Real estate is often used to aid money launderers in the Integration stage of a money laundering scheme. Criminals are able to invest their illicit gains into property, which provides stability in prices that usually appreciate over time and functionality that allows launderers to use the property as a second home or rent it out in order to build additional income. Additionally, the reporting requirements on real estate regarding suspicious activity are very minimal as opposed to the high anti-money laundering (AML) compliance regulations that financial institutions must adhere to, leaving launderers with little risk of getting caught.
In real estate transactions, large sums of money are able to be moved in a single transaction especially when purchasing real estate in expensive markets such as New York or Miami. Moreover, lawyers wouldn’t necessarily be quick to raise a red flag towards transactions where the buyer has significant funds in a shell company with a hidden beneficial owner because legally earned money is often used to purchase real estate in entirely-cash transactions by buyers who simply wish to keep their business dealings private. Some lawyers may raise an alert for due diligence purposes, but many don’t see it as an ancillary task.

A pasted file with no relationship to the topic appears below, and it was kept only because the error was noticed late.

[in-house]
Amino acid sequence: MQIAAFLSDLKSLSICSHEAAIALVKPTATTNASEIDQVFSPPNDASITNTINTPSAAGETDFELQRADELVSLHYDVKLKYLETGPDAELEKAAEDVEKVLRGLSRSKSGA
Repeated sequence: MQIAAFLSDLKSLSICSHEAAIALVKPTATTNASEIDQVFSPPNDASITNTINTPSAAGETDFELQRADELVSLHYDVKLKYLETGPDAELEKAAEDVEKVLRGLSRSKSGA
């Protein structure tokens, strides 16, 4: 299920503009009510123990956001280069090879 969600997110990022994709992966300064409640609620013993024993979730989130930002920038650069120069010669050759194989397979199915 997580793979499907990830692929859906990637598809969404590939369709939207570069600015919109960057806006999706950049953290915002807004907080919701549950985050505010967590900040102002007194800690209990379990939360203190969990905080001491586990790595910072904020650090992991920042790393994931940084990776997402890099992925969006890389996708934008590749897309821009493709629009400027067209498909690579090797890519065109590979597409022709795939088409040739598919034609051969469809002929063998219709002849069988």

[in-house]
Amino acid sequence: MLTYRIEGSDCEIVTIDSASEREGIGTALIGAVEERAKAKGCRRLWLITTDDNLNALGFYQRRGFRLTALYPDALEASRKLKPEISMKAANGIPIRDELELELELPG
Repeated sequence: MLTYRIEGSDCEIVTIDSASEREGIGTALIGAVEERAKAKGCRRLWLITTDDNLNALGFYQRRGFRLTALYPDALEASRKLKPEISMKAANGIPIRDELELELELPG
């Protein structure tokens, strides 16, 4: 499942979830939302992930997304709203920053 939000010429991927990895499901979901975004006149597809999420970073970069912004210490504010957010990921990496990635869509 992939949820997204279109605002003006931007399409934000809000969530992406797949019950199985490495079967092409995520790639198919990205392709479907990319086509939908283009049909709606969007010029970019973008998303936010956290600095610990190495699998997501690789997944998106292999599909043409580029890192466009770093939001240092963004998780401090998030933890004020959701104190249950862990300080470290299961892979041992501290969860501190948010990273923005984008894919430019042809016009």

Due to the lack of oversight in real estate within the United States, money laundering is difficult to catch and leaves room for criminals to scheme a way around the system. However, if a case implicates an offshore account or company, the US government can ask international officials to probe into the behavior. Unfortunately, foreign officials may not respond in a timely manner or even at all. Without due diligence of governments and officials, the illicit activity will persist and allow criminals to sneak through the cracks of the AML regulatory structure.
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